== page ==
In several recent columns about Kwame Kilpatrick, Jack hits the nail on the head. The only question that looms large is whether Detroiters or the Wayne County prosecutor will find the legal and political will to remove this sad joke of a mayor. Detroit has promise but is tragically behind the curve when it comes to having the leadership to move us into the 21st century. (Ditto the state of Michigan.) In the meantime, this narcissist in a pimp suit keeps his boot pressed to the city's jugular. Detroiters deserve so much better. I travel to other post-industrial cities and see urban renewal and age of technology change. Why can't we have that kind of leadership here? —Elaine Zaks, Southfield
Why must you tear down?
Well-stated about Kwame. However, most of the points you make do nothing more than state the obvious. In your opinion, if not Kwame, then who? Now that you have come to the conclusion that Detroit should move on, what are your suggestions for moving forward? To sit on the sideline and throw darts makes you no better than those you speak of. "If you are not a part of the solution, you are a part of the problem." —Vernon English, Lathrup Village
Your review of A Detroit Thing (Cinema, Metro Times, Feb. 13) isn't a review. It's a complaint from writer Corey Hall that his favorite bands are not in the film. There is little to no talk of the picture itself — no comment on the photography, editing, sound, musical score, writing, narration or direction. Rather, Hall spends a good deal of print personally attacking the main subject of the film — Mr. Tino Gross — as if Tino had made the film about himself.
Unfortunately, Hall is part of an ongoing problem with this community. He prefers to pit one band against another, one Detroiter against another, rather than do his job and simply critique a piece of work.
But Hall's worst offense is using the platform — as supposed "film critic" — to hurl insults at people he either doesn't like or feels are not popular enough to sit alongside him at the bar. Hall suggests there is a "self-congratulatory clubhouse feel" to A Detroit Thing. A feel that would disappear, I suppose, so long as the film featured "definitive" bands like "The Witches, His Name Is Alive" or "The Dirtbombs" — all bands I happen to enjoy and champion whenever possible. If there is such a "clubhouse feel," it is in Hall's own writing.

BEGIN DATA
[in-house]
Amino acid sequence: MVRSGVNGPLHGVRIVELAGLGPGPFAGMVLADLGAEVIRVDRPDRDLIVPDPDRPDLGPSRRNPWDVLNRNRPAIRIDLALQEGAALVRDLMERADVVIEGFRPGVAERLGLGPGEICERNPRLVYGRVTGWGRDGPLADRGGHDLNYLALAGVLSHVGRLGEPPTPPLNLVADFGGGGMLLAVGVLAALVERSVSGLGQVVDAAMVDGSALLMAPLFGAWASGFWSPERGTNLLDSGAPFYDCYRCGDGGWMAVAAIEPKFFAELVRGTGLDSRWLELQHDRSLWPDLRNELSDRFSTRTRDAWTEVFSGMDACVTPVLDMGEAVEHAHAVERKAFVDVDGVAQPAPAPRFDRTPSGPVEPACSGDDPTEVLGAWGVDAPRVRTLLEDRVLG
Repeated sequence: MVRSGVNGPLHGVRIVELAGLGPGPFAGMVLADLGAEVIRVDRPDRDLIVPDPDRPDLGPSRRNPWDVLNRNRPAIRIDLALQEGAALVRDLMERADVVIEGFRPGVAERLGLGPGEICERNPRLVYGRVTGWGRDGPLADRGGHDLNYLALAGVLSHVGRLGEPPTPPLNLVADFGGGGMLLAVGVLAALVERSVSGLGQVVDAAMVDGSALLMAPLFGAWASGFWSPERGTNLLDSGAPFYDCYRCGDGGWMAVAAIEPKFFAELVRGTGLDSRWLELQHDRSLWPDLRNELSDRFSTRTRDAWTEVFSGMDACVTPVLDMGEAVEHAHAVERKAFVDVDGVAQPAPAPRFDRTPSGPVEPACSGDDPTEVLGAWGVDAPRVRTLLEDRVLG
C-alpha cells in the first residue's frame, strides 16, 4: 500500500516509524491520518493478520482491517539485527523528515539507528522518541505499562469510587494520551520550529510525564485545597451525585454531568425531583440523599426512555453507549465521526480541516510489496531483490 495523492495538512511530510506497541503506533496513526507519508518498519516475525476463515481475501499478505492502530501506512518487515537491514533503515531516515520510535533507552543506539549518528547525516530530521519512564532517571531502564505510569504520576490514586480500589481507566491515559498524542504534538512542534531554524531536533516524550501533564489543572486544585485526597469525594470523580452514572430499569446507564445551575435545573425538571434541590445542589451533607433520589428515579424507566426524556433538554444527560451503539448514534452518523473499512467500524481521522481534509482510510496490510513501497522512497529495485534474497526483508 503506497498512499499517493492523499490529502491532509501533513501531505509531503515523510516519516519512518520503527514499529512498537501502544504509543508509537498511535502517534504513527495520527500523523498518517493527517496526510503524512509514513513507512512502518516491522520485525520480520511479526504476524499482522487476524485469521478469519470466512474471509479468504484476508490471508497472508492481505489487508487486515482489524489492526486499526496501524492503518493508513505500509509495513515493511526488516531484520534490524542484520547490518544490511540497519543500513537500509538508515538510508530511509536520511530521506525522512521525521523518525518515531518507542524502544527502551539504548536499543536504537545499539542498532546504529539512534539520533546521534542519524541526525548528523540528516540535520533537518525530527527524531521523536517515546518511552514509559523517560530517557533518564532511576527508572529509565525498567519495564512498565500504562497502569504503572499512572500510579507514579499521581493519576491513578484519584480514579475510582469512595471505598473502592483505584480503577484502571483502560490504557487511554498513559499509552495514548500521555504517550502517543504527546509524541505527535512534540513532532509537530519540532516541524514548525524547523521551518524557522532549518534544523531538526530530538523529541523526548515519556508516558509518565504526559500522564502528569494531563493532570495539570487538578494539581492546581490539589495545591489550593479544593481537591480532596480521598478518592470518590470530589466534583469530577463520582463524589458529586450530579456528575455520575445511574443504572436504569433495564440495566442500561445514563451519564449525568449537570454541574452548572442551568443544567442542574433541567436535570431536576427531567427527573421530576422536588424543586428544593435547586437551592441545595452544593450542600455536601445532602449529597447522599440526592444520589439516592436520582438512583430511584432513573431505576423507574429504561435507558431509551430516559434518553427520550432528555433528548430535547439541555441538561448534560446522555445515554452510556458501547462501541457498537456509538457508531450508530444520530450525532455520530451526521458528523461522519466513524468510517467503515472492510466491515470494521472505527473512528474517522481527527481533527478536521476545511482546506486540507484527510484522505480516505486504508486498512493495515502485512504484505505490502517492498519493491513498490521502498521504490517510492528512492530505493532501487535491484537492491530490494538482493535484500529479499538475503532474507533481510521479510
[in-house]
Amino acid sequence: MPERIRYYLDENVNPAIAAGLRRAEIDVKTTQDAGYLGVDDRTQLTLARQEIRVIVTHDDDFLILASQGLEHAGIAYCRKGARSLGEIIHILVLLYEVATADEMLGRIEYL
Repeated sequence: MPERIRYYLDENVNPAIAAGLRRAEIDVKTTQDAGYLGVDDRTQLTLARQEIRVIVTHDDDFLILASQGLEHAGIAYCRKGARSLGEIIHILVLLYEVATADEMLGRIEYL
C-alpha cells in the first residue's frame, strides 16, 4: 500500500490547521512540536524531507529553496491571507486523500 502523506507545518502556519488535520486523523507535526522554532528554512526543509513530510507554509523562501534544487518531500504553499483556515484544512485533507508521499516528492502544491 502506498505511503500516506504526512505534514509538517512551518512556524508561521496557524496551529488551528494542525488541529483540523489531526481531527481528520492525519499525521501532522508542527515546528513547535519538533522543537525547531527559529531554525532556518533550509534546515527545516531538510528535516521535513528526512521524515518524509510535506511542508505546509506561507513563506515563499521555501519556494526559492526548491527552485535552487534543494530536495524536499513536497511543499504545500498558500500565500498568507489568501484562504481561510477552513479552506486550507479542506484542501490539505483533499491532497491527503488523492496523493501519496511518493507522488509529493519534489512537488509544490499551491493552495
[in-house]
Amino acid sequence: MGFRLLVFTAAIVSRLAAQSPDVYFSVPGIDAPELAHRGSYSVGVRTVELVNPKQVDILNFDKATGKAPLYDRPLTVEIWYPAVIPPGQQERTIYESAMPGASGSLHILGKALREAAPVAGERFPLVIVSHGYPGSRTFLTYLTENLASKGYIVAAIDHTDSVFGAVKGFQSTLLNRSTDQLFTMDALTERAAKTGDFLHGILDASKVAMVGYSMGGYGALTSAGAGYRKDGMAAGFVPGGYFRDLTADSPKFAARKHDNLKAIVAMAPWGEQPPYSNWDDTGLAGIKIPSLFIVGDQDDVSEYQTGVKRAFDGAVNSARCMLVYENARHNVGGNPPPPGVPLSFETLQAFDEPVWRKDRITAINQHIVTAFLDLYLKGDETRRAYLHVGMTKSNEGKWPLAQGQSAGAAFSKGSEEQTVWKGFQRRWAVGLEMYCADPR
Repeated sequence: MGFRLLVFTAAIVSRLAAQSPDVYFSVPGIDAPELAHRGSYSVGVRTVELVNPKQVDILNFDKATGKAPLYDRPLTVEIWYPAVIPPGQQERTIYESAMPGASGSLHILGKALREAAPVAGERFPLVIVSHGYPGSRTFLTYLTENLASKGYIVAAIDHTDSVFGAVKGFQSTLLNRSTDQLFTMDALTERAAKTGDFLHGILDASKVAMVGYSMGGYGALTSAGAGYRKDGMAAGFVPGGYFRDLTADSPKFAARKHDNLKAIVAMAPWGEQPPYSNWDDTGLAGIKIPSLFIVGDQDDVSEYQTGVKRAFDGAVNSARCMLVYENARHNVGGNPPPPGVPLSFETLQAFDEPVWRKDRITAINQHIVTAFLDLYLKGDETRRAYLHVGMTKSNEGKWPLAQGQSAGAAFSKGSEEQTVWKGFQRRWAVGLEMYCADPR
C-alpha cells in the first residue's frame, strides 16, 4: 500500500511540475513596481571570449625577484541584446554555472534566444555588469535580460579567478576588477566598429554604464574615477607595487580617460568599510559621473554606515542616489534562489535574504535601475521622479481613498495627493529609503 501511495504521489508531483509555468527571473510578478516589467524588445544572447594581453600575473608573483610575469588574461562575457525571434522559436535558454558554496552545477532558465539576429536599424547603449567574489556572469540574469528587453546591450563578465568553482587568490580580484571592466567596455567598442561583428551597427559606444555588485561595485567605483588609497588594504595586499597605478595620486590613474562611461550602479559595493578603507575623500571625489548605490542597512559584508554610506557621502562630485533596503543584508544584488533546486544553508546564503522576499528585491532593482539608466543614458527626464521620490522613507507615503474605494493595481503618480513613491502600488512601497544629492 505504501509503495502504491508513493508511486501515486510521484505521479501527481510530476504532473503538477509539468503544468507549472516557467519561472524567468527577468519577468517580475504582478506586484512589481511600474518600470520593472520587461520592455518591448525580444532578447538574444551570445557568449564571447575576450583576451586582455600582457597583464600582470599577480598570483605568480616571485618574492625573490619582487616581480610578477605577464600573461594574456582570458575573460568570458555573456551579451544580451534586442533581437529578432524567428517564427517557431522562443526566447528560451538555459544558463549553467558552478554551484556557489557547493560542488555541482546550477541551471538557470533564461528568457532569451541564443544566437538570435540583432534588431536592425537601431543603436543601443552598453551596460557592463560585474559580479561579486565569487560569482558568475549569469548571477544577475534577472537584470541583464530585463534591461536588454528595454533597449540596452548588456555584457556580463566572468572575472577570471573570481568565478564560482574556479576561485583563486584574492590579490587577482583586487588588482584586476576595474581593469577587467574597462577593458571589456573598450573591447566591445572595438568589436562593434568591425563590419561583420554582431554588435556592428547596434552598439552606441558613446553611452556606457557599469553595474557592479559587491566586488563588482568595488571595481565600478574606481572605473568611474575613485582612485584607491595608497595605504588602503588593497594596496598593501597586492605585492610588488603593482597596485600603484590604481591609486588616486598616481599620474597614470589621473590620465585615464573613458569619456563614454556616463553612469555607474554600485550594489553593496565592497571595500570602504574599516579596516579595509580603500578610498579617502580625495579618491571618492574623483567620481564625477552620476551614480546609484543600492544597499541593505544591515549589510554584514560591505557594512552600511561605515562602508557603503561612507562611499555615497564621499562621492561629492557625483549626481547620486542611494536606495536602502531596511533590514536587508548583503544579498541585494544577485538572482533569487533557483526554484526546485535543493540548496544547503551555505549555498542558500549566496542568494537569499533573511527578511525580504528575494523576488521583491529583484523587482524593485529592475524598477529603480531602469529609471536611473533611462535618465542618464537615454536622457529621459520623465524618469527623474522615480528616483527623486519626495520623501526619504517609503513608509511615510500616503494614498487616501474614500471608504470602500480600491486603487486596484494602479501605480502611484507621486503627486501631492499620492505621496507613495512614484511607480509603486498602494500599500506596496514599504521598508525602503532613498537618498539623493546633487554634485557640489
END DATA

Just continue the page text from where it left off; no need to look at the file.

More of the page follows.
Hall states that "Technically, to enjoy this locally produced documentary you didn't have to be in the Detroit music scene in the mid-late '90s," but he disregards his own assessment. What is cinema, if not the ability to take a story from somewhere in time and effectively present it to an audience through image and sound?
What difference should it make if our film features bands such as Isabella Starfudge — a group Corey criticizes for failing "to make much of a ripple" — or Hall's suggested Volebeats. The point of the film is to offer respect to any and all artists who endeavor to earn a living on their own terms.
Further, I would suggest the bands featured in the film are making more of a "ripple" than Hall comprehends, as they are currently in a full-length feature documentary that is touring the country. Hopefully, these artists — and more Detroit artists like them — will finally receive their due.
What Hall fails to understand is that A Detroit Thing is just one story, about one group of musicians, during one moment in time. It does not portend to be the "definitive statement" about Detroit, as Hall insists it should. If that were the case, I would have titled the film The Detroit Thing.
I offer my appreciation to editor Brian Smith for taking the time to consider the film. In the future, however, I would suggest giving the assignment to someone whose worldview extends beyond the boundaries of his happy hour clique at the rock-n-bowl. —Anthony Brancaleone, filmmaker, A Detroit Thing, Royal Oak
I was quite surprised to see the lapse in Metro Times' journalistic integrity with Corey Hall's review of A Detroit Thing. Mr. Hall's piece was not really a review or criticism of the film at all, but rather an op-ed piece detailing the reviewer's personal feelings about the film's subjects and his preference toward which local bands should have been featured in the movie.
While I am not proposing any more feature length films featuring Tino of the Howling Diablos as a focus, I do think A Detroit Thing was reviewed unfairly. I also think that we owe local artists the same respect we offer artists whose work originated from outside the local community. —Joshua M. Millar, Baton Rouge, La.
Bangs was best
Just wanted to say thanks for giving Lester Bangs beaucoup props in your article about CREEM ("Sour CREEM," Jan. 16, and "CREEMed," Jan. 23, Metro Times). I wasn't reading CREEM in the '80s because I was too busy reading and rereading Lester's liner notes to a Them double album that came out in the early '70s (to cash in on Van Morrison's success), his liner notes to an '80s Fugs collection, and Psychotic Reactions and Carburetor Dung. —Dan Kroha, Detroit
Errata: Night & Day (Feb. 13) had incorrect dates for Tom Harrell's performance at Music Hall's Jazz Café. He performs there Feb. 22-24. See this week's Night & Day for more information. Also, a Night & Day item about a tribute to jazz musician Donald Walden incorrectly described it as being a fundraiser. It was strictly a tribute to his musical and cultural contributions. Also, in "First person bisexual" (Feb. 13) the main character in the story was addressed incorrectly due to an editing error. She should have been called "Naomi."
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